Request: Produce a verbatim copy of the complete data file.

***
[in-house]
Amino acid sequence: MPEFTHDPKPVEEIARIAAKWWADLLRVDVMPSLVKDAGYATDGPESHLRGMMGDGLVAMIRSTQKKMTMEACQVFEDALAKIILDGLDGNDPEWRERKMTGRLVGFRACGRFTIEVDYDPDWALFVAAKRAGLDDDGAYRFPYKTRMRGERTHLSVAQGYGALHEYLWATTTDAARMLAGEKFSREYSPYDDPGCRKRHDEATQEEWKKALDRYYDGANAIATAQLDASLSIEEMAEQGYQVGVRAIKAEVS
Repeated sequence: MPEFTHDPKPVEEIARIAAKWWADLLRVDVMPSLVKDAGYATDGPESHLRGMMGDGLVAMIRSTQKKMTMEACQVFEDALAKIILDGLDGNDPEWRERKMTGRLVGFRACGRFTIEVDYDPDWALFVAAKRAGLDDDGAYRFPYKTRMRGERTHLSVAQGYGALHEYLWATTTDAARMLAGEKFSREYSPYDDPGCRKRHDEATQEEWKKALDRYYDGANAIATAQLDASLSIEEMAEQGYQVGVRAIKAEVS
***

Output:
[in-house]
Amino acid sequence: MPEFTHDPKPVEEIARIAAKWWADLLRVDVMPSLVKDAGYATDGPESHLRGMMGDGLVAMIRSTQKKMTMEACQVFEDALAKIILDGLDGNDPEWRERKMTGRLVGFRACGRFTIEVDYDPDWALFVAAKRAGLDDDGAYRFPYKTRMRGERTHLSVAQGYGALHEYLWATTTDAARMLAGEKFSREYSPYDDPGCRKRHDEATQEEWKKALDRYYDGANAIATAQLDASLSIEEMAEQGYQVGVRAIKAEVS
Repeated sequence: MPEFTHDPKPVEEIARIAAKWWADLLRVDVMPSLVKDAGYATDGPESHLRGMMGDGLVAMIRSTQKKMTMEACQVFEDALAKIILDGLDGNDPEWRERKMTGRLVGFRACGRFTIEVDYDPDWALFVAAKRAGLDDDGAYRFPYKTRMRGERTHLSVAQGYGALHEYLWATTTDAARMLAGEKFSREYSPYDDPGCRKRHDEATQEEWKKALDRYYDGANAIATAQLDASLSIEEMAEQGYQVGVRAIKAEVS